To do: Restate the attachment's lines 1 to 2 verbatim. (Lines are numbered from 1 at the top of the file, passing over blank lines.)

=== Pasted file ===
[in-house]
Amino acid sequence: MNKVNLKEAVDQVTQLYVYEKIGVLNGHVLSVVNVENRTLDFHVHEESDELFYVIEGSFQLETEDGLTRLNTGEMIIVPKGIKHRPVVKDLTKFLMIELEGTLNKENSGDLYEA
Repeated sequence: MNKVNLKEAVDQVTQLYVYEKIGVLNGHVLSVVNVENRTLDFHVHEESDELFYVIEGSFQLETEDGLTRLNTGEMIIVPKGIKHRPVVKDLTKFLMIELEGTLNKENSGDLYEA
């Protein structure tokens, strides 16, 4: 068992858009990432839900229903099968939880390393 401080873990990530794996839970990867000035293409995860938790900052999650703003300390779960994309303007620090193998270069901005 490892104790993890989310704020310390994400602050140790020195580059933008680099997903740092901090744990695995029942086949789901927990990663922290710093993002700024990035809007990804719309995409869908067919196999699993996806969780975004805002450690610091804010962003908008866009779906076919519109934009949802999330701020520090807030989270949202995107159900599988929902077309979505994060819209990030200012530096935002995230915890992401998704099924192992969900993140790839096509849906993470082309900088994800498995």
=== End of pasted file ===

[in-house]
Amino acid sequence: MNKVNLKEAVDQVTQLYVYEKIGVLNGHVLSVVNVENRTLDFHVHEESDELFYVIEGSFQLETEDGLTRLNTGEMIIVPKGIKHRPVVKDLTKFLMIELEGTLNKENSGDLYEA